Unusual telephone wiring

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Old 06-29-16, 05:30 PM
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Unusual telephone wiring

Good evening,

Just recently moved to Pennsylvania and am working on getting the apartment ready for my fiance (we are getting married in less than a month). I went online and got Internet service through Verizon.

I got the router in the mail today, went upstairs, opened it, and set to work installing it.

Or rather, I started installing it, but very quickly realized that there is no phone jack anywhere in the apartment.

After a good bit of looking, I did manage to locate a wire that I assume is a phone line. However, it seems a little unusual to me, in that it only has three wires (red, yellow, green). Also, it seems like maybe the copper is a little thick for a phone line, but I honestly have no clue if that makes a difference.

I started doing a bit of research on the Internet here at the local library, and have been unable to find anything on this particular problem.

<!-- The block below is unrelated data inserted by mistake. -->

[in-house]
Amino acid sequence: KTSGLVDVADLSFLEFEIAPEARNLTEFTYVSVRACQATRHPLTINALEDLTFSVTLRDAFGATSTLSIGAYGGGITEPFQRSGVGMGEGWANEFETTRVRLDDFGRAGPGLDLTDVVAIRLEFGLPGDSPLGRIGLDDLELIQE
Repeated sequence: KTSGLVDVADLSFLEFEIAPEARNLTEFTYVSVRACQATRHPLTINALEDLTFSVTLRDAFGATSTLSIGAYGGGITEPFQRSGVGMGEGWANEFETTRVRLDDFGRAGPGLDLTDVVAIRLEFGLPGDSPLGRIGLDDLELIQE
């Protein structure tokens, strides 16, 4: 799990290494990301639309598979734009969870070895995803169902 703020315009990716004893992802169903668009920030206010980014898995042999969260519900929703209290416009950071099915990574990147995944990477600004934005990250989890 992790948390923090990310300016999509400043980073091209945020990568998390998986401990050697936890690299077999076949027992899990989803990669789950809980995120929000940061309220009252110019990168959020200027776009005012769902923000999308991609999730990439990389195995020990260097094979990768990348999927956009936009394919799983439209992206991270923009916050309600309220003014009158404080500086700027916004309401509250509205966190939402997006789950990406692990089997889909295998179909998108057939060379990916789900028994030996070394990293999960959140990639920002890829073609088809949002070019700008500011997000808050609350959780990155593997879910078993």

Can anyone tell me how to set up a phone jack using this particular wire (assuming it can be done at all)?

-TG

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Old 06-29-16, 05:55 PM
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Connect a phone to the red and green wires and see if you get a dial tone.

That type of phone cable hasn't been used since the 1950's or 60's. How old is the apartment building?

That cable for the most part predates modular jacks. Most phones were hard wired. That would explain no jack but I find it hard to believe that even if the cable was still in use a modular jack hadn't been installed or perhaps one for the jacks that predates modular. Maybe one of the tenants took the jack or it is an abandoned cable. It is important to check it for dial tone before connecting the modem to be sure it is a live line because its age makes it suspect.
 
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Old 06-30-16, 04:02 PM